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Women’s age at first marriage varies widely in the UNECE region

In recent decades, family patterns have changed substantially in the UNECE region. Longer cohabitation before marriage and childbearing after personal establishment in the labour market has become more common for both men and women. As an example, the mean age at first marriage for both men and women increased by more than two years in the majority of countries in the region between 2000 and 2014. In most countries of the region, women’s mean age at first marriage is higher than the mean age at first birth.

While the upward trend in the mean age at first marriage is relatively consistent in the region, the timing of the first marriage still varies widely among countries. The chart below shows the distribution of first marriages for women by age group in 40 countries in the UNECE region with available data in 2014. In most countries the majority of women marrying for the first time were in their twenties or younger. However, Spain (65 per cent), Ireland (63 per cent), Sweden (56 per cent), Italy (55 per cent) and Greece (51 per cent) reported that the majority of women celebrating their first marriage were more than 30 years old.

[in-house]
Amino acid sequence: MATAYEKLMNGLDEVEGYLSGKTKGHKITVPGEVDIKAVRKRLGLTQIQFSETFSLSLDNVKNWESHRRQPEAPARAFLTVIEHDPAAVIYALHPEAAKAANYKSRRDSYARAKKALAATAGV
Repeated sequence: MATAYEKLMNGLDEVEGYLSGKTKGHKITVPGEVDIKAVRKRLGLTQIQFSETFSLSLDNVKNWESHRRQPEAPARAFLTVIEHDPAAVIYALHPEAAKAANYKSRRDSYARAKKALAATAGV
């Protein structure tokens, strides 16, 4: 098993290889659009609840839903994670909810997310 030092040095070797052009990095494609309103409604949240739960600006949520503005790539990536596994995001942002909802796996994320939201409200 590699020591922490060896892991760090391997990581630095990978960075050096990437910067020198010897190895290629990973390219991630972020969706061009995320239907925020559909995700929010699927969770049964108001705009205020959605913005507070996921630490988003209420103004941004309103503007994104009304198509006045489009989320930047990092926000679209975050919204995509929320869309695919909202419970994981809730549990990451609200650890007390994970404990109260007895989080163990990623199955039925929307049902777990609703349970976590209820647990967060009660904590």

In Azerbaijan, Uzbekistan, Kyrgyzstan, Turkey and Albania, over 20 per cent of women marrying for the first time in 2014 were in their teens. In contrast, Sweden, Spain, Norway, Denmark and Italy each reported that more than nine per cent of women marrying for the first time were over the age of 40.

Differences between men and women in the timing of first marriages also persist. Very few grooms in 2014 were in their teenage years. Conversely, the proportion of grooms marrying for the first time who were over 40 years old was higher than that of brides in all countries, and represented 15 per cent or more in Sweden, Norway and Italy.